Market Report on 21.09.18

£/$1.3226 £/E1.1208  E/$ 1.1791


Chicago wheat traded sideways for most of the day yesterday before managing a slightly higher close, despite the big gains in corn and beans. Most of the gains in those markets came from some fund short-covering but with the funds having a relatively small position on wheat, position squaring was never going to really be a big factor. European markets were mixed, with Matif managing slight gains while London saw some small losses. Fresh news on wheat was mostly limited to weekly US export sales, which came in at 469,000MT to leave the season total at 10.2MMT. This is down 22% on last year, although the gap continues to decline week on week. ABARES’ weekly Australian report reinforced daily weather reports showing very little rain for any of the main wheat-growing areas for at least the next two weeks. ABARES’ weekly reports never say much about crop development or yield prospects, but this is an important time for determining wheat yields. Chicago corn bounced around 10 cents yesterday before closing around 7 cents higher on the day. Decent export sales provided the initial support, coming in well-above expectations at 1.38MMT with the season total now up 50% on last year at 16.6MMT as the US remains the go-to origin for corn. However the real push higher came from heavy fund-buying later in the session, with estimates suggesting funds came in to buy around 28,000 contracts (~3.5MMT). With harvest continuing in the US, there were continued reports that early yields are variable and that production will not reach the USDA's lofty expectations. In the EU, Matif rose €1 yesterday on talk of a potential import levy but yesterday's price action on Chicago should kick that can down the road.


The Chicago soya complex managed strong gains yesterday, with heavy fund buying the main driver. Funds were reported buyers of 1.9MMT of beans, 455,000MT of meal and 108,000MT of oil. Inflation fears, dollar weakness and reports of more US bean sales to Argentina (up to 10 cargoes) were all reported as reasons for the short-covering. Weekly US export sales on beans were above expectations at 918,000MT but the season total of 17.9MMT remains 7% down on last year. Although it is early in the season, on an annualised basis this pace would add another 2.2MMT of beans to US end stocks which would likely propel them well above 24.5MMT. Thus without a resolution to the US-China trade war or a significant South American crop issue, a sustained rally in prices looks tough. In terms of the US/China dispute, with China unable to go tit-for-tat (or tariff-for-tariff) with the US due to the trade imbalance, China’s strategy is expected to switch to reducing import tariffs on other countries as a way of further excluding the US from trade. In South American news, the Argentine Ag Ministry left the 2018 soybean crop unchanged at 37.8MMT.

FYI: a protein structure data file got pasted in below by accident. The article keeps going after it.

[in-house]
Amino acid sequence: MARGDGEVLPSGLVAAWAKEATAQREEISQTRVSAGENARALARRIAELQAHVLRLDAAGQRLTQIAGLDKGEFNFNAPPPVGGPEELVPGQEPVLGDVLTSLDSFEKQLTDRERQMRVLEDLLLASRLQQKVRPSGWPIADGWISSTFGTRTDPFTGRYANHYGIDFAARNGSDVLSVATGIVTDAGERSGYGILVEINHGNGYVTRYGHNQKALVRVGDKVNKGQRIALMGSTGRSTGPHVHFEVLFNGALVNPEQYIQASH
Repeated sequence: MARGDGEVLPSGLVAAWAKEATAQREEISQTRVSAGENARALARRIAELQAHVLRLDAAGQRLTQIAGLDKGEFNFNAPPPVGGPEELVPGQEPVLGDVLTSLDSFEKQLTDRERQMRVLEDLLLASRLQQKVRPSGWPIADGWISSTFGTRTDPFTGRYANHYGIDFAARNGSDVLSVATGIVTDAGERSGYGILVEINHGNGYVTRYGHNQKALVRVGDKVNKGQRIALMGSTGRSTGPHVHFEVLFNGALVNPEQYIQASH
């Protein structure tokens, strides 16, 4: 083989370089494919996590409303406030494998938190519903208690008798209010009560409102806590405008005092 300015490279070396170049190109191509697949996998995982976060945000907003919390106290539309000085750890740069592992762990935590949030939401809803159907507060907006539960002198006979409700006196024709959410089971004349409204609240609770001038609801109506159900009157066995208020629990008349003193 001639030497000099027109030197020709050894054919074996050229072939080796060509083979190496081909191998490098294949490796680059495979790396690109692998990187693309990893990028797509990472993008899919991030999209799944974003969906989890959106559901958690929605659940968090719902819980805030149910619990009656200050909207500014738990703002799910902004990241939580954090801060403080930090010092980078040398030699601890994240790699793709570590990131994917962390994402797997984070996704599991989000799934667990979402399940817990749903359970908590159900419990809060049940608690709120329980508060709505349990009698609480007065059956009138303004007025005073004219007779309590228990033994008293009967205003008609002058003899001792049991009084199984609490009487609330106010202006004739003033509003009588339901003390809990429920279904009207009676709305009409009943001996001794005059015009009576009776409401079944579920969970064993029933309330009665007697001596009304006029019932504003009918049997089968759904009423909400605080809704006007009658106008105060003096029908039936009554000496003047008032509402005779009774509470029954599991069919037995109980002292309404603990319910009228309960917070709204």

Sterling had a mixed day yesterday but still finished higher on the day. Early support came from the release of the August Retail Sales report, which came in much higher than expected at +0.3% MoM and +3.5% YoY, well above the -0.2%/2.4% expected. There were also upward revisions to the previous months figure. Dollar weakness and some more positive tailwinds from what appeared to be a more conciliatory EU attitude to Brexit took cable to near $1.33 in the middle of the session. However the pair fell back later in the session, after EU leaders warned Theresa May that her economic plan for Brexit “will not work” and gave her four weeks to save the exit talks.